Subjects with PDS were defined as those with an open angle at gonioscopy, trabecular meshwork pigmentation, the presence of a Krukenberg spindle and midperipheral iris transillumination. Subjects with PG were defined as those with a documented history of IOP > 24 mmHg, optic disc and confirmed VF damage (defined as a glaucoma hemifield test result outside normal limits, MD and PSD outside 95% confidence limits and a cluster of at least three points with P < 0.05 in the pattern deviation plot, with one of each with P < 0.01 affecting the same hemifield).

Common exclusion criteria for PDS/PG were a history of ocular surgery or traumas, any active ocular pathology different from glaucoma, PEXS or PEXG, other causes of secondary glaucoma or a history of long-term use of topical or systemic steroids.

Healthy subjects with no history of IOP > 22 mmHg in both eyes, open angle at gonioscopy, normal anterior segment, normal appearance of optic disc and normal VF were recruited as controls.

Genotyping

Genomic DNA was extracted from peripheral white blood cells of all subjects using the QIAamp DNA blood mini kit (Qiagen Ltd, Valencia, CA, USA). The coding and regulatory regions of LOXL1 were resequenced in both patients (n = 84) and healthy controls (n = 100) using sequence specific primers (Table 1). PCR products were purified using an ultraclean PCR purification kit (DyeEx Kits, Qiagen, Hilden, Germany) and sequenced in an ABI 3130 × l sequencer using a Big Dye 3.1 terminator ready reaction kit (Applied Biosystems, California, USA). DNA sequences were analysed using the sequencing analysis 3.0 software package (Applied Biosystems, California, USA). The genotyping of rs1048661, rs3825942 and rs2304722 was performed in an extended control cohort (n = 100) by TaqMan assays. Reactions were run in an AB7500 (Applied Biosystems, California, USA) and interpreted using Sequence Detection System (SDS) 2.1 software.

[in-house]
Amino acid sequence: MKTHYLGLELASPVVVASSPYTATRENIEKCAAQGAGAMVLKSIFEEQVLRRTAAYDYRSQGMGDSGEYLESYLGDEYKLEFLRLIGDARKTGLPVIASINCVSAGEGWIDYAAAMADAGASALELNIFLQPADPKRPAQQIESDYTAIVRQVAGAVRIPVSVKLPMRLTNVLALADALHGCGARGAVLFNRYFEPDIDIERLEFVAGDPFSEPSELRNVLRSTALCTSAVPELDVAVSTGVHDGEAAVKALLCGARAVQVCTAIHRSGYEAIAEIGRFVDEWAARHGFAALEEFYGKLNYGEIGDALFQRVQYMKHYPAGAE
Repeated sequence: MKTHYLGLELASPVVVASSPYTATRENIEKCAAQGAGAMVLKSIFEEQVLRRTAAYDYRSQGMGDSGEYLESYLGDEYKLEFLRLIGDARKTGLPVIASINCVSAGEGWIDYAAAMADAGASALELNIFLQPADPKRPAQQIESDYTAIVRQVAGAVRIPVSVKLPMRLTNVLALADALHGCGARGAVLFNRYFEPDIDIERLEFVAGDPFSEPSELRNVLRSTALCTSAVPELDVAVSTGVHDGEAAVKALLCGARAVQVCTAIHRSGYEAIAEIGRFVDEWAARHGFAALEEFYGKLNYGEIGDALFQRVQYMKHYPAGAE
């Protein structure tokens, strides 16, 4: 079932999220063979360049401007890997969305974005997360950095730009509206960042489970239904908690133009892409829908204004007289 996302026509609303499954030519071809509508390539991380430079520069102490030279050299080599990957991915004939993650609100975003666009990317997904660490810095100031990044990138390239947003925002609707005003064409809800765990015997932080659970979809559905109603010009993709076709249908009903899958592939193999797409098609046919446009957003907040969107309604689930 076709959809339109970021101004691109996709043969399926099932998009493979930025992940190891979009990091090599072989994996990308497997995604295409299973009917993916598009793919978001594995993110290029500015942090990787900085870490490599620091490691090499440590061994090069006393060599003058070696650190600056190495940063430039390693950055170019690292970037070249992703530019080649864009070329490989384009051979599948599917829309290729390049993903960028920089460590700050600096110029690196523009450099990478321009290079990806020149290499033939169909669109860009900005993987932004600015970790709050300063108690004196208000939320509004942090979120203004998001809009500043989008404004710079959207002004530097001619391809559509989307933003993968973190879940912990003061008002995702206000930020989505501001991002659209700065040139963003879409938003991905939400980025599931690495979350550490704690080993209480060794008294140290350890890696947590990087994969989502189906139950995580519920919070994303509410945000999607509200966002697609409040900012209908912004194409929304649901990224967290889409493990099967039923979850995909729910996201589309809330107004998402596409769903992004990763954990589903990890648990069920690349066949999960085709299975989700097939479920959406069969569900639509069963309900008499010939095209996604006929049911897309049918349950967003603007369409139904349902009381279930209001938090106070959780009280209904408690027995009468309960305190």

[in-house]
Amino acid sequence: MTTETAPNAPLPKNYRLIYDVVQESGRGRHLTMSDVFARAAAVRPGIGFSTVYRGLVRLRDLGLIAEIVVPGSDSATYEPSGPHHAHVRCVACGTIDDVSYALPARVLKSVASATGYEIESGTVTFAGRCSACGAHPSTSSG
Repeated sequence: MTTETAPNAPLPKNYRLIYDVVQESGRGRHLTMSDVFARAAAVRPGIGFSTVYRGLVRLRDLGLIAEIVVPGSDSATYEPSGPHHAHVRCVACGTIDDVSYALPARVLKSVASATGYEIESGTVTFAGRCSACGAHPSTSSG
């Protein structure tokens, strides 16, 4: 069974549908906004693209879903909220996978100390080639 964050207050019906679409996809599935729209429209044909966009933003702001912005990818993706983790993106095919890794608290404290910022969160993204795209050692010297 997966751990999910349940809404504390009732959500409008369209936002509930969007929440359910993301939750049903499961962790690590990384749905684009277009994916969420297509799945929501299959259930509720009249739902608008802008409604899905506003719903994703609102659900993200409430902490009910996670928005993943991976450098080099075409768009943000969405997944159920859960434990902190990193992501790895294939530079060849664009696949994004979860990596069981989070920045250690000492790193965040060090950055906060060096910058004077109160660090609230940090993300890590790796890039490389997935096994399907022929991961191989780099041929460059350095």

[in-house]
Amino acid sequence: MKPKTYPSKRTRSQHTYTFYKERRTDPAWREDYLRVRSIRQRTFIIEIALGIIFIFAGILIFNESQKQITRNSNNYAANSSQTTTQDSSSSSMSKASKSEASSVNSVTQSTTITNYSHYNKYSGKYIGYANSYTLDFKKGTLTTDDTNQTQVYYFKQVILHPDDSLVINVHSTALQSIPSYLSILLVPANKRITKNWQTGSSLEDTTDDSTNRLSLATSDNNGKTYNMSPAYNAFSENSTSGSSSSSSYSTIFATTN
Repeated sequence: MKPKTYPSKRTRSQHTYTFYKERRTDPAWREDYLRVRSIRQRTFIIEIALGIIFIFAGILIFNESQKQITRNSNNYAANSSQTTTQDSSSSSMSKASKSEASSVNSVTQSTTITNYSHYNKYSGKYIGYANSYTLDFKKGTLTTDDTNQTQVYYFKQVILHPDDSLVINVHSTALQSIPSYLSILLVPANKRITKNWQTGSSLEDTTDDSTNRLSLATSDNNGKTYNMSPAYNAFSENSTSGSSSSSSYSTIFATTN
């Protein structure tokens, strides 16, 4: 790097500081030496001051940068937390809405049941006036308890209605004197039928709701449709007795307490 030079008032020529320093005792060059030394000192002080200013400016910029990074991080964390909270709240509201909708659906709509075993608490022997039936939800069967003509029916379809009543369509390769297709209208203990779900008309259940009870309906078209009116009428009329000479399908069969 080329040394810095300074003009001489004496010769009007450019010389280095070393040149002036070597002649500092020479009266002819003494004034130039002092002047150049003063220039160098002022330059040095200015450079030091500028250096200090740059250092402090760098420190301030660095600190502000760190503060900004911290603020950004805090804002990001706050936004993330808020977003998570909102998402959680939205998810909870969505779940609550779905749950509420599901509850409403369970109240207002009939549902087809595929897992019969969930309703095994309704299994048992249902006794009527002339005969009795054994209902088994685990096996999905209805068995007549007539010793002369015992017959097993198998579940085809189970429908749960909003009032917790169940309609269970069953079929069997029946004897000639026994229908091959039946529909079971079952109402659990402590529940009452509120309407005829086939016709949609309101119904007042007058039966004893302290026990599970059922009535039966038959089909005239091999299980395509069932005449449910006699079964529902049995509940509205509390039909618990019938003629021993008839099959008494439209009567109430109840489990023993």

Table 1

Self-designed primers used for LOXL1 resequencing

 

Forward 5′-3′

Reverse 5′-3′

Amplicons size (bp)

Exon 1

GCAGGTGTACAGCTTGCTCA

ACACGAAACCCTGGTCGTG

420

Intron 1

GCAGAAGGGCGATTATAGC

CATGTGAGTACACAGCTTG

392

Exon 2

CTGATGCTCTCAATGCATGC

CTTGCAGACAGCCTAGCTG

228

Exon 3

CATGCTGGGTTCTGGTGTCA

CTAATCCAGTATCTGTCTC

258

Exon 4

GACTAGGCCCTCTTCTTTCTC

CGCTCTTTGCCTCCCCAAC

224

Exon 5

CAGAAACTCCTGAAGGTGGG

GCTGAAGCTTCTTTCAGGAAC

240

Exon 6

CTCTCTGTCTGTCTGTCTGC

CTGCGTTCGGCCATCAAGG

304

Exon 7

GAAATGTAGGCCCATGCTG

GAAGGATGATGCCTAAGGAC

486

Real-time PCR

The generation of first-strand cDNA was performed using a high capacity DNA reverse transcription kit (Applied Biosystems) according to the manufacturer’s instructions, and the reverse transcriptase reaction products were used for quantitative real-time PCR, which was run in an AB7500 (Applied Biosystems) using TaqMan predesigned probes (Hs00935937_m1).

The amount of mRNA for LOXL1 in each sample was normalised to the amount of mRNA of the beta 2-tubulin reference gene in the same sample. Relative mRNA expression levels of all examined genes were measured using the comparative 2 ΔΔCT Ct method. Each plate contained three positive controls (samples previously confirmed by direct sequencing as both heterozygous and homozygous) and two negative controls.

Statistical analysis